Riley addresses CHHS seniors

Published 11:30 pm Monday, February 2, 2009

Budgeting, proration and legislation are words most high school students probably have little interest in.

But after an interactive session with Gov. Bob Riley Monday morning, that’s no longer the case for many of Charles Henderson High School’s seniors.

Thanks to the local ACCESS program (Alabama Connecting Classrooms, Educators and Students Statewide), CHHS students were part of only nine other schools in the state to hear Riley preview his State of the State address right from their computer lab.

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“He started off reassuring students he and Dr. Morton and lawmakers were going to do everything they can to minimize the affect of proration on the classroom,” said CHHS Principal David Helms.

And from there, Helms said Riley addressed issues of student concern, ranging from proration to alternative energy sources to the proposed national economic stimulus plan.

Amelia Berry, a senior at CHHS, was the one to pose a question to Riley on behalf of the other 23 seniors gathered from her school.

“She asked Riley how seniors who want to attend college will be affected by proration,” Helms said. “And he assured her everyone would be able to afford through student loans, grants and scholarships they would have a way to do it.”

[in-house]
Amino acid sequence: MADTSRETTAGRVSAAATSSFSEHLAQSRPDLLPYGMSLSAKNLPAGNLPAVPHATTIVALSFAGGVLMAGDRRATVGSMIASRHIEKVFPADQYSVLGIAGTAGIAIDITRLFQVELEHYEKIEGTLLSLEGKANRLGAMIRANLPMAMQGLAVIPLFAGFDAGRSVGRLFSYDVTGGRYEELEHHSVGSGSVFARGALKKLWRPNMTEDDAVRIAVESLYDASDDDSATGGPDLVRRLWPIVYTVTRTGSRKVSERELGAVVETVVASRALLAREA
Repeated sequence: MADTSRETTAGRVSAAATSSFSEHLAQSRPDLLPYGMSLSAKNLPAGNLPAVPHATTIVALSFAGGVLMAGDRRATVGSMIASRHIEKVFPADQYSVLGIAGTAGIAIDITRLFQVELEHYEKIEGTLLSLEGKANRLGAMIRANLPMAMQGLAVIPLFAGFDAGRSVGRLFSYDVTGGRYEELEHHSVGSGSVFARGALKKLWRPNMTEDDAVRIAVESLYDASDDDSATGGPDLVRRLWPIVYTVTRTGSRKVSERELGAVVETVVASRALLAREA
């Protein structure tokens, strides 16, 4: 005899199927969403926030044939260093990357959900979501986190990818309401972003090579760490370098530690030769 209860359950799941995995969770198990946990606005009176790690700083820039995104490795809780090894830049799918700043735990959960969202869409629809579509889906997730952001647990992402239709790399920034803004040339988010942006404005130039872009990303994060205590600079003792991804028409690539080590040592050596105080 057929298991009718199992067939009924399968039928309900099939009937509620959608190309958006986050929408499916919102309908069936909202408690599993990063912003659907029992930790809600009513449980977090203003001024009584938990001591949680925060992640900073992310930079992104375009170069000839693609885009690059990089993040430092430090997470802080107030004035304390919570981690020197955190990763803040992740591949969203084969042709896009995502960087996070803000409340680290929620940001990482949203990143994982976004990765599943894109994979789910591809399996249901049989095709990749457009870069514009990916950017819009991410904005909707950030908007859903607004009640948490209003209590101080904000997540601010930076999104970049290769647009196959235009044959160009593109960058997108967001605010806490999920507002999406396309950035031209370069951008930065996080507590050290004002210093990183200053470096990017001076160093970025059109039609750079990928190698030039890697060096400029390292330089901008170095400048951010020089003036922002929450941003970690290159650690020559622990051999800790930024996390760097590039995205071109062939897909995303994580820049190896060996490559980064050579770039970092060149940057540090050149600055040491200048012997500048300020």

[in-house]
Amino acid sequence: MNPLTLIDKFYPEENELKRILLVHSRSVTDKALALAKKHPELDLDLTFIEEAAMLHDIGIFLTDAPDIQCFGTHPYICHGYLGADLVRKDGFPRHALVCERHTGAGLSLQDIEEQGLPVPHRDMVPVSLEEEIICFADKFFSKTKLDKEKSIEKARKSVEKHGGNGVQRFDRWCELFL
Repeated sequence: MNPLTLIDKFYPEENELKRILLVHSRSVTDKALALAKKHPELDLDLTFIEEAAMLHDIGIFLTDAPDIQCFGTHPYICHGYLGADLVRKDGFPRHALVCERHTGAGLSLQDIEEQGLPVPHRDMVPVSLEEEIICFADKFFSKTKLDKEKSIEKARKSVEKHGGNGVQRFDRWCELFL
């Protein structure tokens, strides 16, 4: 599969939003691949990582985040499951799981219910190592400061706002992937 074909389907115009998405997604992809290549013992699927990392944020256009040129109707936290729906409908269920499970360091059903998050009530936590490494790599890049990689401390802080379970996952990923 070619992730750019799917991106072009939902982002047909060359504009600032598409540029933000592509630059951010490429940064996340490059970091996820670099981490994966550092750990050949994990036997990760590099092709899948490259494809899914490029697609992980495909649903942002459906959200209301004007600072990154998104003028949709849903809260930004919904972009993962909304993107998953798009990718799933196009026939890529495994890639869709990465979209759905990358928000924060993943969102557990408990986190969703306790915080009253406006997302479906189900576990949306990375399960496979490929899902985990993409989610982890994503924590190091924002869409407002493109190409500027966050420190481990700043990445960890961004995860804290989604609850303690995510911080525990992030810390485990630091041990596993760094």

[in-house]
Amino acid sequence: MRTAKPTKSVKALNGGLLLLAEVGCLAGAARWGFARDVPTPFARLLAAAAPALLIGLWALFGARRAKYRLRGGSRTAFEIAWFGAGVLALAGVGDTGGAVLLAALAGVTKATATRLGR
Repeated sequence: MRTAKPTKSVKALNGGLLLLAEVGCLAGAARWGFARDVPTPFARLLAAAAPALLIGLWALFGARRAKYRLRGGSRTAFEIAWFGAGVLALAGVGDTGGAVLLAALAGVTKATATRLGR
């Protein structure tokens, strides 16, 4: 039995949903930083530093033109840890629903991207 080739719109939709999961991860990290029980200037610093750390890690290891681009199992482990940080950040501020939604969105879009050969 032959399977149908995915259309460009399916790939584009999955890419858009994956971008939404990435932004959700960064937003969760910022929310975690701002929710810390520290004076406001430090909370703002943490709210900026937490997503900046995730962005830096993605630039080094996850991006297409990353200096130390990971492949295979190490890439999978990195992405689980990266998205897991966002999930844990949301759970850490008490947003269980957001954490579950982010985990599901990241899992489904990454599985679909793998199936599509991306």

Berry said before she agreed to ask the question, she knew little of local government.

“I never knew anything about the governor or his policies until I was asked to do this,” Berry said. “It opened up a whole new knowledge of it.”

And now, Berry said she will continue to follow the legislature, especially when Riley makes his State of the State address Tuesday night.

“I definitely want to watch it because I want to see how he answers other questions,” Berry said.

Berry wasn’t the only one to gain from the ACCESS experience.

“I enjoyed it. It’s something only a certain amount of schools were chosen to do,” Henderson said.

Henderson said before Monday, she had little understanding of government aside from class.

“I take government and economics, but other than that, I haven’t really though more about it than today,” Henderson said. “I think (other students) enjoyed it. I think people paid more attention than in class since it was straight out of the governor’s mouth and that would make a difference to some people.”

Helms said he isn’t sure exactly how CHHS was chosen to be a part, but he is glad he did.

“I think our kids came away feeling like they had a personal part in this,” Helms said. “The kids really felt in tuned to the governor because of this interactive session.”